It was a battle that was well worth the fight.
After Port Alice residents became infuriated by VIHA’s proposed changes to the Port Alice Health Centre nine months ago, they can now put away their “Port Alice Lives Matter” signs and celebrate the fact that their emergency room will remain intact. The battle for health care is not completely won, however, as there remains the matter of the 24/7 on-call emergency staffing that is yet to be fully implemented.
At a meeting of the Port Alice Health Forum Society on May 7, Valerie Eyford, chair of the society, read out a summary of a meeting that occurred on May 6 at the Village of Port Alice Council Chambers that included Dermot Kelly, Executive Director, Island Health Geography 1; Alison Mitchel, Director, Mount Waddington/Strathcona, Island Health (by phone); Port Alice Mayor Kevin Cameron; Councillor Holly Aldis; Bonnie Danyk, CAO, Village of Port Alice, and herself.
Before reading an overview of what had been resolved pertaining to the changes at the Port Alice Health Centre, Eyford proclaimed, “These points we feel are resolved to our liking.”
The emergency room will be left intact with all equipment to be left in place and stocked. The social worker/counsellor position has become permanent at four days a week. Home care will operate seven days a week, including evenings. The adult day program has started and is being well received. A contractor has been hired to begin work in June installing the handicap doors and washroom. Doctor’s hours have been finalized, and Dr. Makenzie is under contract until 2020. He will have clinic hours from 8:30 a.m. to 4:30 p.m., Monday through Thursday, and will be on call from Sunday evening to Thursdays at 4:30 p.m.
The still unresolved issue of the on-call RN nursing coverage for emergency/urgent care evenings and weekends will be dealt with at later meetings.
At previous meetings there was concern that having a sole nurse on-call evenings and weekends posed a security risk, which made VIHA reluctant to implement the staffing. Cameron mentioned that ambulance attendants should remain with the client, therefore resolving security issues for the RN.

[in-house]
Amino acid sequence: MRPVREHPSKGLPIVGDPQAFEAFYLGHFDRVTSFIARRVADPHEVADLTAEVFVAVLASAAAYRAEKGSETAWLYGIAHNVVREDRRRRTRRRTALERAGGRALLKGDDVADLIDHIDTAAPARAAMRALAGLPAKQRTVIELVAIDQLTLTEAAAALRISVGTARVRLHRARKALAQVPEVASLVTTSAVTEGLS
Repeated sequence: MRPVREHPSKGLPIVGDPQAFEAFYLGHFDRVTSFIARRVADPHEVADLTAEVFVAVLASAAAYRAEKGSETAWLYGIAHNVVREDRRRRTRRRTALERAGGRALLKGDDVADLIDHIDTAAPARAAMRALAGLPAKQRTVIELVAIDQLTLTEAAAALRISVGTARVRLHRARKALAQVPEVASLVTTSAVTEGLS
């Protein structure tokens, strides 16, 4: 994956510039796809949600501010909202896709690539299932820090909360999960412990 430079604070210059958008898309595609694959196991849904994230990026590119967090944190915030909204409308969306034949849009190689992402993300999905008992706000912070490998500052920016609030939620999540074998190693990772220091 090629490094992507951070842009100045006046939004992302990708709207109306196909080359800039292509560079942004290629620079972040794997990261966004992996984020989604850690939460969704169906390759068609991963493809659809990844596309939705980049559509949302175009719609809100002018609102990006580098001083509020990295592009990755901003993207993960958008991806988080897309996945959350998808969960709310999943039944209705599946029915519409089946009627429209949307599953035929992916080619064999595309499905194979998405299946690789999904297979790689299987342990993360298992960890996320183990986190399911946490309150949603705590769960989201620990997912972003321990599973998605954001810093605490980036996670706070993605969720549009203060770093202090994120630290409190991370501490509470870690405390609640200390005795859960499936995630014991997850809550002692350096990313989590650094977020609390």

The bathing program will be left for now and will be revisited in the future. Meeting participants then discussed the importance of a bathing program, with Eyford stating that, “it’s not totally a matter of cleanliness.” Century whirlpool tubs with a lift are also therapeutic for people who are paralyzed and prone to muscle spasms, and to people with arthritis. Sandra Morgan noted it is also useful when diabetics have skin break downs: once the skin opens up, patients have to have a bath in order to get the wound cleaned well enough to be rebandaged and treated. Eyford asserted that, “We’re not going to let it go, but we’re going to let it go for now so we can resolve the emergency issues.”
At the end of the meeting, participants discussed factors that helped to bring about the shift in VIHA’s position. Valerie Eyford felt that when she sent her letter to the editor of the North Island Gazette, and then copies to North Island MLA Claire Trevena and Health Minister Adrian Dix, there seemed to be a real turnabout in VIHA’s attitude to these issues.
Alma Vantschip added “the only reason things changed is when the media got involved. It did not change until the media got involved…”
The next meeting of the health forum will be June 11 at 3 p.m in room 101 of the Port Alice Community Centre.
– Debra Lynn article